• Chimamanda Adichie, writing in the Atlantic, terms the postponement “a staggeringly self-serving act of contempt for Nigerians” that unnecessarily introduces even greater uncertainty into Nigeria’s political climate [ incidentally, following the postponement Nigeria’s overnight lending rate soared to 100 pct and the Naira hit 200 against the US dollar on Tuesday].

At face value, INEC’s decision seems reasonable. The security situation in the northeast makes it impossible to conduct a credible election. Plus, given Nigeria’s election law, it’s probably in the interest of the opposition candidate, Muhammadu Buhari, for elections to be conducted in the northeast (the winner needs a plurality of votes, and at least 25% in two thirds of the states and Abuja). The decision is also squarely constitutional. Like most Commonwealth states, election dates in Nigeria are not constitutionally fixed, and can be moved by the EMB. The only constraint on INEC is that elections must be head by April 29th, a month ahead of the constitutionally-mandated handover date of May 29th. Lastly, postponement buys INEC more time to issue permanent voter cards (PVCs). As of February 4th, only 44 out of 68.8 million potential voters had been issued with a PVC, a requirement to be able to vote (Lagos, a Buhari stronghold, had an issuance rate below 40%). These reasons might explain Buhari’s reluctant acceptance of the INEC decision.

That said, the timing of the postponement and the manner in which it was done are suspect. The Nigerian security establishment understood the challenge that Boko Haram posed with regard to the conduct of peaceful elections years in advance. So why act a week before the election? In addition, it was quite clear that the directive did not come from the generals per se, but from Aso Rock via the national security adviser Mr. Sambo Dasuki. The result is that the military has come off as an interested player in the election. At the same time, Mr. Dasuki’s involvement has dented (even if just slightly) INEC’s credibility as an independent arbiter in the process. As is shown below, Nigerians’ trust of the electoral process is already very low.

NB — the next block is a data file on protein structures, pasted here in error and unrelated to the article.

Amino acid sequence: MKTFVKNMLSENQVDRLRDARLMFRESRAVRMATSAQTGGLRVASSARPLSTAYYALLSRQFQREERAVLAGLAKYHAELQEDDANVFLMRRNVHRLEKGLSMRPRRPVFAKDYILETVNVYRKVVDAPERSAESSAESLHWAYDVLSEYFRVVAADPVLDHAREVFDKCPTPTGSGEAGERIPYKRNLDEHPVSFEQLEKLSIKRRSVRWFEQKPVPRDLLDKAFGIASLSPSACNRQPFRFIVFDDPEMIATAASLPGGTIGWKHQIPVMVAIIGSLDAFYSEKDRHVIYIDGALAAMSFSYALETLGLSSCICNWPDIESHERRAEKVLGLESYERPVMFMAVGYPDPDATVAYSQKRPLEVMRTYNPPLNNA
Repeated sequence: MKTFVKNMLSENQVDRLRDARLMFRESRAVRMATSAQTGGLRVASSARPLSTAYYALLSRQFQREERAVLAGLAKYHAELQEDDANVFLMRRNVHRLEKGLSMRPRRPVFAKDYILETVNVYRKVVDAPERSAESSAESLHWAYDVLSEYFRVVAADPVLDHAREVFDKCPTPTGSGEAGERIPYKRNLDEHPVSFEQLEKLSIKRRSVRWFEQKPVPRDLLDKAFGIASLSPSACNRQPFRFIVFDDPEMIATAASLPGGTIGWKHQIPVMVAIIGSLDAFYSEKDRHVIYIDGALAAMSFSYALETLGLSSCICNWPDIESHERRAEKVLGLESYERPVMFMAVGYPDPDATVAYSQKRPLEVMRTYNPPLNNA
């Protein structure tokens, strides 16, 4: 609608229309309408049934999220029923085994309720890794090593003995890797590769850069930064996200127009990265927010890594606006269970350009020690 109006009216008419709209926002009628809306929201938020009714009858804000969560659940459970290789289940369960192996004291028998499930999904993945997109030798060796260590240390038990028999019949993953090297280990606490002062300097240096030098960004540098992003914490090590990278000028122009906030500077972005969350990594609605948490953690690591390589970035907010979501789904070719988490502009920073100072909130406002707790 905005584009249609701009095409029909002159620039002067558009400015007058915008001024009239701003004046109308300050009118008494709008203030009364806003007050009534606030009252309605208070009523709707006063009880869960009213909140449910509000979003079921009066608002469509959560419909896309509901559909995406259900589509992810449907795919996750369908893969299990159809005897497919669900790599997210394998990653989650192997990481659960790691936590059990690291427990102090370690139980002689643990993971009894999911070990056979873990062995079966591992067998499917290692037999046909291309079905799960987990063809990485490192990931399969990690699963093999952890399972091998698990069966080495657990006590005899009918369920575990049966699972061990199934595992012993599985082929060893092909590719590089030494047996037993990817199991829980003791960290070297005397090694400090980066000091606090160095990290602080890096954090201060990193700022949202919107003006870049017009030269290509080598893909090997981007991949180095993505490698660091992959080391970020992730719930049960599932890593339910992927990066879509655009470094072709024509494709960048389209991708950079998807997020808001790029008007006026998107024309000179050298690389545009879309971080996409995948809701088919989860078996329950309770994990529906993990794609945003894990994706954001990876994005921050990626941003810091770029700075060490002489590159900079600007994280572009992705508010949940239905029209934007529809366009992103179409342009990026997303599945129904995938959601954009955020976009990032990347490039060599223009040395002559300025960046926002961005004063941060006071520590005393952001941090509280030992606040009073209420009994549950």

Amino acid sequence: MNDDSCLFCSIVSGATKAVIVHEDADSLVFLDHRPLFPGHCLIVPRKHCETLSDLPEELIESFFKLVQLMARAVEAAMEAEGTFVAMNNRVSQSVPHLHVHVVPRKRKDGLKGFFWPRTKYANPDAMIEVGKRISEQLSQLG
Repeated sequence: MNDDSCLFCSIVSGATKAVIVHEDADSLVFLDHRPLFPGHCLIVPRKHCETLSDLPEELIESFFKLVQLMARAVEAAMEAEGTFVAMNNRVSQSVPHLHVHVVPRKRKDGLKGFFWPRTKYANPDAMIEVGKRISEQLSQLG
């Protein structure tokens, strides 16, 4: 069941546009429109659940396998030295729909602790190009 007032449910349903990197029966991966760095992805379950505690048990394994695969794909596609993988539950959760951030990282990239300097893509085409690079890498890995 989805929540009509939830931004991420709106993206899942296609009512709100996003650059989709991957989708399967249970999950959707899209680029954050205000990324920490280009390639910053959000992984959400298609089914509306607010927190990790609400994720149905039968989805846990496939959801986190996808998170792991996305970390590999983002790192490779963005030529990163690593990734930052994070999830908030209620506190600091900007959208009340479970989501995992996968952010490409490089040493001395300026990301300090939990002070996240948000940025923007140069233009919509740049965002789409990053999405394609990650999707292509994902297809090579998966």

Confidence in the integrity of Nigerian elections

Confidence in the integrity of Nigerian elections

For the incumbent Goodluck Jonathan, the postponement presumably buys more time to try and dampen Buhari’s momentum. Some have argued that it also allows him to device ways of ensuring a victory, whether through clean means or not. My take on this is that this strategy will probably backfire. First, it signals to voters weakness and unfair play – things that might anger fence-sitters and make them break for Buhari come March 28th. Second, the election monitoring literature tells us that smart incumbents rig elections well in advance. This is for the simple reason that election day rigging (or rigging too close to the election) is often a recipe for disaster (see Kenya circa 2007).

These elections will be the closest in Nigeria’s history. The polls are essentially tied. The current postponement will no doubt raise the stakes even higher ahead of March 28th. Furthermore, the shenanigans of the past week will increase pressure on INEC to conduct clean elections, especially in the eyes of Buhari supporters.

Ultimately the folly of the postponement may be that it has raised the bar too high for INEC. Nigeria might find itself in a bad place if Buhari loses an election marred by chaos and irregularities.

Graph of the week

Over the last two decades there has been a remarkable shift in the composition of domestic government debt in Kenya, with long-term debt instruments (bonds) increasingly preferred to short-term debt (T-Bills).

The financial market in Nairobi is telling us a thing or two about creditors’ perceived time horizon of the Kenyan government; and Treasury’s capacity for credible commitment.

Screen Shot 2015-02-05 at 8.46.08 AM

Source: The World Bank

For curious readers, I would argue that the explanation for this structural change (especially after 2003) is more Stasavage than North and Weingast.

More on debt, macroeconomic stability, and natural resources in Africa (Uganda Edition)